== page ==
The heart of tech

This article was published on April 19, 2017


This artificial intelligence turns horses into zebras – and winter into summer

This artificial intelligence turns horses into zebras – and winter into summer
Mix
Story by

Mix

Former TNW Writer

Mix is a tech writer based in Amsterdam that loves cinema and probably hates the movies that you like. Tell him everything you despise about Mix is a tech writer based in Amsterdam that loves cinema and probably hates the movies that you like. Tell him everything you despise about his work on Twitter.

While we’ve previously seen researchers train artificial intelligence algorithms to transform your crappy doodles into atrocious cat monsters, this hardly shows the true potential of the technology – though it certainly is a fun way to get people interested.

But now the researchers behind the AI model powering the doodle-to-cat-monster tool are back with another impressive image manipulation implementation that lets you turn horses into zebras, apples into oranges, winters into summers and so much more.

In a new paper, Jun-Yan Zhu and Taesung Park from the University of California Berkeley lay out a new model that essentially allows you to transform images in a ‘cycle consistent’ way, meaning that any changes to the original image are expected to ultimately remain fully reversible.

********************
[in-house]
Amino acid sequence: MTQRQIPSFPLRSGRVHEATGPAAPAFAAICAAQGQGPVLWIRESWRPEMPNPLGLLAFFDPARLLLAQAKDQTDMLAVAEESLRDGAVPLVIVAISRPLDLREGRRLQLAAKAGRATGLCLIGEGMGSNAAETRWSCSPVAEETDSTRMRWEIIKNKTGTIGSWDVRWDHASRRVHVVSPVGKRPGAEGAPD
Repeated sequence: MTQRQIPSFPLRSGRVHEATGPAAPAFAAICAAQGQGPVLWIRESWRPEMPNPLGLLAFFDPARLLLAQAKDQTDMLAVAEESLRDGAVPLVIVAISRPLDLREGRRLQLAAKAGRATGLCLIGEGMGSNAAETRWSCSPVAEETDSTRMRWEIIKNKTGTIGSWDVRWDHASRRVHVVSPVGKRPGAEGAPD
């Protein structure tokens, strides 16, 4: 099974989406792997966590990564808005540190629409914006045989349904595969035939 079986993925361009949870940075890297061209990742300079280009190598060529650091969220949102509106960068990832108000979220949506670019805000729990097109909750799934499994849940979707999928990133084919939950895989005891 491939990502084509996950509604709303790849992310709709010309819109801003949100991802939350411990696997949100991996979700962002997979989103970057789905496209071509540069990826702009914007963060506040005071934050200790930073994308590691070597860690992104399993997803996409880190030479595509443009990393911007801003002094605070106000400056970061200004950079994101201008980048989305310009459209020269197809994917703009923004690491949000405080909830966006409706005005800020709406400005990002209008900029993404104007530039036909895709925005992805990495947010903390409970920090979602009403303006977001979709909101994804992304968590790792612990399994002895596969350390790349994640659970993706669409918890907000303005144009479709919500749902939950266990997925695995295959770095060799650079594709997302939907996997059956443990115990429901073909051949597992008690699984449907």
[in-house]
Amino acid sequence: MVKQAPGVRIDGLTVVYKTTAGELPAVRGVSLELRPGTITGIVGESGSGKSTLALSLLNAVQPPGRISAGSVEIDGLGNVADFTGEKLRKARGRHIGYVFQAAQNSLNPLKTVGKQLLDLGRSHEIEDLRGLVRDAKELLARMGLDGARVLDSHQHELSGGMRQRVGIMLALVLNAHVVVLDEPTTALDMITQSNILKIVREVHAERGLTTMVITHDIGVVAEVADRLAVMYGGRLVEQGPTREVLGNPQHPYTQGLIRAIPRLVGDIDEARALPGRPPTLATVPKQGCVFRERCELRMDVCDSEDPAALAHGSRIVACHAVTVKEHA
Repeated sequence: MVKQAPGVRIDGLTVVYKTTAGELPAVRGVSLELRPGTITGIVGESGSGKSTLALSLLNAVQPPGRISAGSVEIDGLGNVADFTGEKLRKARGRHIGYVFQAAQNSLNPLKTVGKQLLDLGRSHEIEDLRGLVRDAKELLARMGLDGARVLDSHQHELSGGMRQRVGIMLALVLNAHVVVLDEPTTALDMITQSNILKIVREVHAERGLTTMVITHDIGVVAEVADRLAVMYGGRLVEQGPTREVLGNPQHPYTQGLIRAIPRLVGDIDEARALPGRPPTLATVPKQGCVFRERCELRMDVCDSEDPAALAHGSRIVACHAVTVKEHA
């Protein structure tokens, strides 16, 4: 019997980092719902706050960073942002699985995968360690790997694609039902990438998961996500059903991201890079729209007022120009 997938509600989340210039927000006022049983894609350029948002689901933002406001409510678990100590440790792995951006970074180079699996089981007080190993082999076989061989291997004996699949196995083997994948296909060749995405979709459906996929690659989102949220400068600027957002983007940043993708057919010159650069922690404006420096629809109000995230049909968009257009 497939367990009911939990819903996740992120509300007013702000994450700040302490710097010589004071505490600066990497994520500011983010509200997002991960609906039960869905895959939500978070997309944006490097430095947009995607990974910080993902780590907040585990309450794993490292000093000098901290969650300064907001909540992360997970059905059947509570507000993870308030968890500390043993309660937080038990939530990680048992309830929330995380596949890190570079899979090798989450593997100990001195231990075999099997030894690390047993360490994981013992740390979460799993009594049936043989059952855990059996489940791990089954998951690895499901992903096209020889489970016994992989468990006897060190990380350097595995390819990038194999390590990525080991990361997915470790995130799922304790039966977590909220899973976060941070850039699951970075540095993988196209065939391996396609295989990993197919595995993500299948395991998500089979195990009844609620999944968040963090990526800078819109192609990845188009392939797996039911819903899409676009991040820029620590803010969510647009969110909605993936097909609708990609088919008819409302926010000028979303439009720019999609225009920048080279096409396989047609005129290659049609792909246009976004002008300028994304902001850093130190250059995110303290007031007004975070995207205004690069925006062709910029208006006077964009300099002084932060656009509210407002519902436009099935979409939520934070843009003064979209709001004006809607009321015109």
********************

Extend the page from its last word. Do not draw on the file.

For example, the algorithm could be used to turn a zebra into a horse and vice versa. Catch a peek at the model in action in the video below:

But this is hardly the only thing the improved algorithm can do.

What makes the new model particularly powerful and versatile is that it combines the functionalities of various artificial intelligence methods all at once.

This means the algorithm can be easily tweaked to perform a multitude of different tasks and transformations. For instance, it could turn paintings into photos as easily as it could turn photos into paintings (and then even add various styles to them).

Here are a few more examples:

While the technology is capable of producing pretty amazing results, it still needs some fine-tuning.

As the researchers explain, the model “does not work well when a test image looks unusual compared to training images.”

But even in these cases, the results tend to be quite entertaining:

For those curious to peruse the code and dig into the documentation, the researchers have made their work available on GitHub. You can browse through the repository here.

Also tagged with